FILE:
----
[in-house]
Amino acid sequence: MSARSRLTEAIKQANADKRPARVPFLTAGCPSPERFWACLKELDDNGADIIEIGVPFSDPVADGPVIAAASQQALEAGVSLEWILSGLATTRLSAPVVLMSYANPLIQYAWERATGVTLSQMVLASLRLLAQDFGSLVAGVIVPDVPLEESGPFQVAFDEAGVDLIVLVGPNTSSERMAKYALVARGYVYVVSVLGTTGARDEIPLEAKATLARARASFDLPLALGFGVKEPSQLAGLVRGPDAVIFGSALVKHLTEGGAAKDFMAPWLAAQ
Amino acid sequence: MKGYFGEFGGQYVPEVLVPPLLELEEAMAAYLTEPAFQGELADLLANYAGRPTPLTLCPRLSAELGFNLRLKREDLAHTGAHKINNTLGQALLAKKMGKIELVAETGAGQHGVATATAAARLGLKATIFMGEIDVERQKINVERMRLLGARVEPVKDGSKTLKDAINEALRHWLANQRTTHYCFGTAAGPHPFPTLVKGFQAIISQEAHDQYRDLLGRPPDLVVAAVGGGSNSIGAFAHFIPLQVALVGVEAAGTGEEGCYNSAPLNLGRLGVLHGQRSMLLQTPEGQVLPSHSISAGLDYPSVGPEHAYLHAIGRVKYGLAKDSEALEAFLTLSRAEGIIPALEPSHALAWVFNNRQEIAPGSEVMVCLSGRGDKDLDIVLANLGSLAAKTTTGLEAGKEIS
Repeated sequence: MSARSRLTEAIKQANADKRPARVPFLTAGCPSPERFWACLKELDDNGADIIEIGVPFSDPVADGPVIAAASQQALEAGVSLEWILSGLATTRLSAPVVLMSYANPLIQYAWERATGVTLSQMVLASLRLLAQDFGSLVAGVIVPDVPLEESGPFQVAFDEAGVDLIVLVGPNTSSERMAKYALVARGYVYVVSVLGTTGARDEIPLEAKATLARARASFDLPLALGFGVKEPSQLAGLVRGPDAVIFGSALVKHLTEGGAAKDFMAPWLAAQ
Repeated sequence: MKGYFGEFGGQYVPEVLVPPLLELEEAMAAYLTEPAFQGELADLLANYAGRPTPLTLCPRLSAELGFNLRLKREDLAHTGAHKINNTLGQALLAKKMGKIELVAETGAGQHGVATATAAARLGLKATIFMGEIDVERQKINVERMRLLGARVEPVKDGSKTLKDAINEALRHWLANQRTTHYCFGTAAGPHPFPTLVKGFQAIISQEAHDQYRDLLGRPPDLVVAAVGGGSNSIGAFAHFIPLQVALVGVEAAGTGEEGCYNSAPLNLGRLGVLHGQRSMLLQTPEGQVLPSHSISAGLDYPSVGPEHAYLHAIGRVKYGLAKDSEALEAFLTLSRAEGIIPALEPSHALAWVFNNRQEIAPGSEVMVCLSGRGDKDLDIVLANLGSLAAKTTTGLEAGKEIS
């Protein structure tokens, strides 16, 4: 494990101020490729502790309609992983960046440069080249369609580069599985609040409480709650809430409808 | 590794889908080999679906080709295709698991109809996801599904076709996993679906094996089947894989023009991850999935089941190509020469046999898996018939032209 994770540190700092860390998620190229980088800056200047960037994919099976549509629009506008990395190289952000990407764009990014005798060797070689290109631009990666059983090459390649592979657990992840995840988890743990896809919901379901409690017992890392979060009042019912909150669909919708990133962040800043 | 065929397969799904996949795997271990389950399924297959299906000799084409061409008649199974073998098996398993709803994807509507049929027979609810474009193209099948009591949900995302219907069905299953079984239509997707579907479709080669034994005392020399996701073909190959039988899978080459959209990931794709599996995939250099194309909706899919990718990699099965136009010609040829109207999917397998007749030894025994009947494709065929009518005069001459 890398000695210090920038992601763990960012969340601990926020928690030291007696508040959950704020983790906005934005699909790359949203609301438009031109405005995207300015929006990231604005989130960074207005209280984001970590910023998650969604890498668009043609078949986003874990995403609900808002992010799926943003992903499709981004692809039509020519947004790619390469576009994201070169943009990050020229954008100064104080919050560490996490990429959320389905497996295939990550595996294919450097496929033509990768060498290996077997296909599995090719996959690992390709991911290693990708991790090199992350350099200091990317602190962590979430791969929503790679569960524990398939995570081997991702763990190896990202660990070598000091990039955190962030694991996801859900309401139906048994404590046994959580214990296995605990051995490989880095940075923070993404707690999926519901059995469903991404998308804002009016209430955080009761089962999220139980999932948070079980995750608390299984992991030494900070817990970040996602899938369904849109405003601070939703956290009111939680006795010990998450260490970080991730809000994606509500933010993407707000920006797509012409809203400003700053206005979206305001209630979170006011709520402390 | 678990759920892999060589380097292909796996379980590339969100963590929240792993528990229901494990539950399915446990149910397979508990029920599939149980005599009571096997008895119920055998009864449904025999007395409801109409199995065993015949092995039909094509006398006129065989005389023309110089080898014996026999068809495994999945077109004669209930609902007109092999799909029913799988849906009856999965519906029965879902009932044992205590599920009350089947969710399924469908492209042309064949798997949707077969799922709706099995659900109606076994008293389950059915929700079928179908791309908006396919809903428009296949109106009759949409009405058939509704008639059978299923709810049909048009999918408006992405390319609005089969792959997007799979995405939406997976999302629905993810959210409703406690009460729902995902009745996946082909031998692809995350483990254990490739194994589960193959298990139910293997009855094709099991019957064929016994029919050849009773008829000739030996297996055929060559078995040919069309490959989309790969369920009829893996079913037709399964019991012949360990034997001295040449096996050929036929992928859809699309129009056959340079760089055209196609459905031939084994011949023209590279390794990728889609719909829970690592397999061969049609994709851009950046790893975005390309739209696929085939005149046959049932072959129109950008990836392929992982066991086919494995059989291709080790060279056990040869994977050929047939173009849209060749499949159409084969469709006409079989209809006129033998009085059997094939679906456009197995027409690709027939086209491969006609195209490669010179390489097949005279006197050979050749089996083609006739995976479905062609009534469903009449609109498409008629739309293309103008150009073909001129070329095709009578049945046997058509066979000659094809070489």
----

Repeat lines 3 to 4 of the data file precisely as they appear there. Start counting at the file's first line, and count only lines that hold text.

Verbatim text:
Amino acid sequence: MKGYFGEFGGQYVPEVLVPPLLELEEAMAAYLTEPAFQGELADLLANYAGRPTPLTLCPRLSAELGFNLRLKREDLAHTGAHKINNTLGQALLAKKMGKIELVAETGAGQHGVATATAAARLGLKATIFMGEIDVERQKINVERMRLLGARVEPVKDGSKTLKDAINEALRHWLANQRTTHYCFGTAAGPHPFPTLVKGFQAIISQEAHDQYRDLLGRPPDLVVAAVGGGSNSIGAFAHFIPLQVALVGVEAAGTGEEGCYNSAPLNLGRLGVLHGQRSMLLQTPEGQVLPSHSISAGLDYPSVGPEHAYLHAIGRVKYGLAKDSEALEAFLTLSRAEGIIPALEPSHALAWVFNNRQEIAPGSEVMVCLSGRGDKDLDIVLANLGSLAAKTTTGLEAGKEIS
Repeated sequence: MSARSRLTEAIKQANADKRPARVPFLTAGCPSPERFWACLKELDDNGADIIEIGVPFSDPVADGPVIAAASQQALEAGVSLEWILSGLATTRLSAPVVLMSYANPLIQYAWERATGVTLSQMVLASLRLLAQDFGSLVAGVIVPDVPLEESGPFQVAFDEAGVDLIVLVGPNTSSERMAKYALVARGYVYVVSVLGTTGARDEIPLEAKATLARARASFDLPLALGFGVKEPSQLAGLVRGPDAVIFGSALVKHLTEGGAAKDFMAPWLAAQ